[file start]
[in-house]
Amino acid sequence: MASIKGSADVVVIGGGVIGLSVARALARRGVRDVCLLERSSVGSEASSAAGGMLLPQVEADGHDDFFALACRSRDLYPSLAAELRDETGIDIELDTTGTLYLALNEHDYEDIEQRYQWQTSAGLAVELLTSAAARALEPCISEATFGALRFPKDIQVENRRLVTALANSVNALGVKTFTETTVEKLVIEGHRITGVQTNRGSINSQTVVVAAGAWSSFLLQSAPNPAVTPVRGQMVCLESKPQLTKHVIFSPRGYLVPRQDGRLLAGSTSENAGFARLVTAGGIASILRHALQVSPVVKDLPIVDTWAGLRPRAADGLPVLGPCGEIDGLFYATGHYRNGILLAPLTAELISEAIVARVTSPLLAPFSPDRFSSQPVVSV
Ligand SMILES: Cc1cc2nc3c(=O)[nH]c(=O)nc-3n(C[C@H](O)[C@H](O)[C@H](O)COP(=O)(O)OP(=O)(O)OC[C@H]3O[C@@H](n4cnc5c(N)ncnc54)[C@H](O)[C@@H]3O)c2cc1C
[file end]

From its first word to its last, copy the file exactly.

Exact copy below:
[in-house]
Amino acid sequence: MASIKGSADVVVIGGGVIGLSVARALARRGVRDVCLLERSSVGSEASSAAGGMLLPQVEADGHDDFFALACRSRDLYPSLAAELRDETGIDIELDTTGTLYLALNEHDYEDIEQRYQWQTSAGLAVELLTSAAARALEPCISEATFGALRFPKDIQVENRRLVTALANSVNALGVKTFTETTVEKLVIEGHRITGVQTNRGSINSQTVVVAAGAWSSFLLQSAPNPAVTPVRGQMVCLESKPQLTKHVIFSPRGYLVPRQDGRLLAGSTSENAGFARLVTAGGIASILRHALQVSPVVKDLPIVDTWAGLRPRAADGLPVLGPCGEIDGLFYATGHYRNGILLAPLTAELISEAIVARVTSPLLAPFSPDRFSSQPVVSV
Ligand SMILES: Cc1cc2nc3c(=O)[nH]c(=O)nc-3n(C[C@H](O)[C@H](O)[C@H](O)COP(=O)(O)OP(=O)(O)OC[C@H]3O[C@@H](n4cnc5c(N)ncnc54)[C@H](O)[C@@H]3O)c2cc1C